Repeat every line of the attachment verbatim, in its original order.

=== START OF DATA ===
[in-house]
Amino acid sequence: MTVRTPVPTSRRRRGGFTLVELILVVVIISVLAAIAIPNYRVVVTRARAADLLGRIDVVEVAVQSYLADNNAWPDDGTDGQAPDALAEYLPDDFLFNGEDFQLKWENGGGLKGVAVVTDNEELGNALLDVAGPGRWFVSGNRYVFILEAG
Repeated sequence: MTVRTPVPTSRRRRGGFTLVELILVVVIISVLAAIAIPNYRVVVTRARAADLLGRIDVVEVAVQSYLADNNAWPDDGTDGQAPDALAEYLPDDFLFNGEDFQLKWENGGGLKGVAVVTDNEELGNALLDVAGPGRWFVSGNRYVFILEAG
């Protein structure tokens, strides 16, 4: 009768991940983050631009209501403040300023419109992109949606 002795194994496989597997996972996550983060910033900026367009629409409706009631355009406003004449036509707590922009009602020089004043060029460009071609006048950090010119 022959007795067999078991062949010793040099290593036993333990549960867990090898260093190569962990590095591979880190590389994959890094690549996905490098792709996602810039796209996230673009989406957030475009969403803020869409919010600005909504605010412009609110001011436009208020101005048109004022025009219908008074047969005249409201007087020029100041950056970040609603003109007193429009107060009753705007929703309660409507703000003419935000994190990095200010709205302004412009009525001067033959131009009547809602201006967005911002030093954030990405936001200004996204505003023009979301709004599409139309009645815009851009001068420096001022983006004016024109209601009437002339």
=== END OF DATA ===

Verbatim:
[in-house]
Amino acid sequence: MTVRTPVPTSRRRRGGFTLVELILVVVIISVLAAIAIPNYRVVVTRARAADLLGRIDVVEVAVQSYLADNNAWPDDGTDGQAPDALAEYLPDDFLFNGEDFQLKWENGGGLKGVAVVTDNEELGNALLDVAGPGRWFVSGNRYVFILEAG
Repeated sequence: MTVRTPVPTSRRRRGGFTLVELILVVVIISVLAAIAIPNYRVVVTRARAADLLGRIDVVEVAVQSYLADNNAWPDDGTDGQAPDALAEYLPDDFLFNGEDFQLKWENGGGLKGVAVVTDNEELGNALLDVAGPGRWFVSGNRYVFILEAG
């Protein structure tokens, strides 16, 4: 009768991940983050631009209501403040300023419109992109949606 002795194994496989597997996972996550983060910033900026367009629409409706009631355009406003004449036509707590922009009602020089004043060029460009071609006048950090010119 022959007795067999078991062949010793040099290593036993333990549960867990090898260093190569962990590095591979880190590389994959890094690549996905490098792709996602810039796209996230673009989406957030475009969403803020869409919010600005909504605010412009609110001011436009208020101005048109004022025009219908008074047969005249409201007087020029100041950056970040609603003109007193429009107060009753705007929703309660409507703000003419935000994190990095200010709205302004412009009525001067033959131009009547809602201006967005911002030093954030990405936001200004996204505003023009979301709004599409139309009645815009851009001068420096001022983006004016024109209601009437002339």